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une typo transparente dépolie et unie noir

English translation: frosty, uniformely black (tinted), transparent lettering.

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15:27 May 23, 2005
French to English translations [PRO]
Tech/Engineering - Photography/Imaging (& Graphic Arts)
French term or phrase: une typo transparente dépolie et unie noir
This is a sentence in a marketing text for a perfume. I don't understand the phrase between asterisks. (I'm particularly confused about the "noir," since it is masculine.)

Le logo marie *une typo transparente dépolie et unie noir.*

Note: here is an earlier draft of the sentence: Le logo allie blanc dépoli et noir.
Jeanne Zang
United States
Local time: 16:33
English translation:frosty, uniformely black (tinted), transparent lettering.
Explanation:
there's is something gramatically wrong in this sentence; otherwise it would either be 'noir uni' ou 'unie noire'. I think it's frosty, uniformely black (tinted), transparent lettering.
Selected response from:

Sandra C.
France
Local time: 22:33
Grading comment
Well, this was very tricky. Thanks for all your helpful comments. I did end up finding the logo with a Google search, and actually it was the lettering, not the background that was black. (And "frosted," not "frosty." Thanks to all.
2 KudoZ points were awarded for this answer

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Summary of answers provided
4 +3the logo combines frosted (OR MAYBE: translucent) lettering and a black background
Tony M
4 +2Like you say,xxxBourth
3frosty, uniformely black (tinted), transparent lettering.
Sandra C.
4 -1Black logo behind a white translucent veilzaphod
4 -1explanation
Jocelyne S
3 -1black font with transparent ground glass effectChristopher RH


  

Answers


8 mins   confidence: Answerer confidence 4/5Answerer confidence 4/5 peer agreement (net): -1
phrase
explanation


Explanation:
I believe that it's saying that the logo is printed on a slightly "unpolished," see-through background with solid black (letters or image, I imagine).

"The logo combines..."

Jocelyne S
France
Local time: 22:33
Native speaker of: Native in EnglishEnglish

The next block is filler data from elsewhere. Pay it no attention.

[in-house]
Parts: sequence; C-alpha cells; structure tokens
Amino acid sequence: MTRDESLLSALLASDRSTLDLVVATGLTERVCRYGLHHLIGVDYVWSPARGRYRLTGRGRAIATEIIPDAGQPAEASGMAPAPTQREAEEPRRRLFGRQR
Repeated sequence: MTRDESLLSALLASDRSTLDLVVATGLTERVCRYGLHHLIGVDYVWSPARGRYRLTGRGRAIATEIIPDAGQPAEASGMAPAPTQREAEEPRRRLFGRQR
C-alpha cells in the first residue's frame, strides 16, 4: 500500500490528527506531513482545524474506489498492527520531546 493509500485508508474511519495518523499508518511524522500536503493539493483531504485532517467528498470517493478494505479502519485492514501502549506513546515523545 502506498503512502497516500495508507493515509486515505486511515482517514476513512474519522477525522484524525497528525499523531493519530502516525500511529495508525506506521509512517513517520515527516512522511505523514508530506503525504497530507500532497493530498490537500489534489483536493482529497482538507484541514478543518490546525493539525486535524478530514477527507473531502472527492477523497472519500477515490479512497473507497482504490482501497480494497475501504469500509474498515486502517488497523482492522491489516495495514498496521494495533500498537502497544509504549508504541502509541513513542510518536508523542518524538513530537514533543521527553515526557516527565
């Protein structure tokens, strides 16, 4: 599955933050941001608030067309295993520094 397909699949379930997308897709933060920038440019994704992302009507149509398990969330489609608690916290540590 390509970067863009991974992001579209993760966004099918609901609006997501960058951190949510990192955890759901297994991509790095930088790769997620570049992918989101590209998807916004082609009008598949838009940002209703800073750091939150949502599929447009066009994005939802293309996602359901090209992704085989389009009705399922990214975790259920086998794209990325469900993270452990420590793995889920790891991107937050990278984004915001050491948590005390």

Peer comments on this answer (and responses from the answerer)
disagree  Tony M: I don't read it that way myself, surely it is the 'typo' [i.e. lettering] that is 'dépolie', and hence the b/g that is black.
23 mins
  -> For me, "typo" is the printed material tout court and not necessarily the lettering; but you may well be right that it's 'dépolie' on black.
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10 mins   confidence: Answerer confidence 3/5Answerer confidence 3/5 peer agreement (net): -1
phrase
black font with transparent ground glass effect


Explanation:
That's what it says to me, anyway...

I imagine the ground glass effect would make it black with a white-ish blur... hence the earlier description.

Christopher RH
Local time: 22:33
Native speaker of: Native in EnglishEnglish

Peer comments on this answer (and responses from the answerer)
disagree  Tony M: I don't see it as being the lettering that is black, myself.
26 mins
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17 mins   confidence: Answerer confidence 4/5Answerer confidence 4/5 peer agreement (net): +2
phrase
Like you say,


Explanation:
"typo"!

Typo possibly made with the best of intentions since there are complicated rules about the agreement of adjectives of colour.

For instance, if you have a string of colours describing the same object, the adjectives (can, but need not necessarily) remain invariable, e.g.

Une corbeille de pommes rouge et vert (a basket of apples, each apple being red and green), as opposed to
Une corbeille de pommes rouges et vertes (a basket of Granny Smiths and Red Deliciouses).

Or "Ces grandes nappes somptueuses, pourpre et or" [Claudel, L'Oeil écoute], where "pourpre" being an adjective, follows the above rule, and "or", being a noun used as an adjective, follows another. Like I said, complicated.

In your example, "noir" is the only real adjective of colour. Were one to say that "transparent" and "uni" could also be assimilated to adjectives of colour, then it would be correct to say:

"une typo transparent dépoli(e) et uni noir". As you can see, I'm not sure about the "dépoli(e)", which cannot even be assimilated to colour, but it would be strange to have that agree with "une typo" if the others, assimilated to colour, don't.

Bref, typo.

xxxBourth
Local time: 22:33
Native speaker of: Native in EnglishEnglish
PRO pts in category: 16

Peer comments on this answer (and responses from the answerer)
agree  Tony M
13 mins

agree  Sandra C.: yes, otherwise it would either be 'noir uni' ou 'unie noire'. I think it's frosty, uniformely black, transparent lettering.
2 hrs
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20 mins   confidence: Answerer confidence 4/5Answerer confidence 4/5 peer agreement (net): -1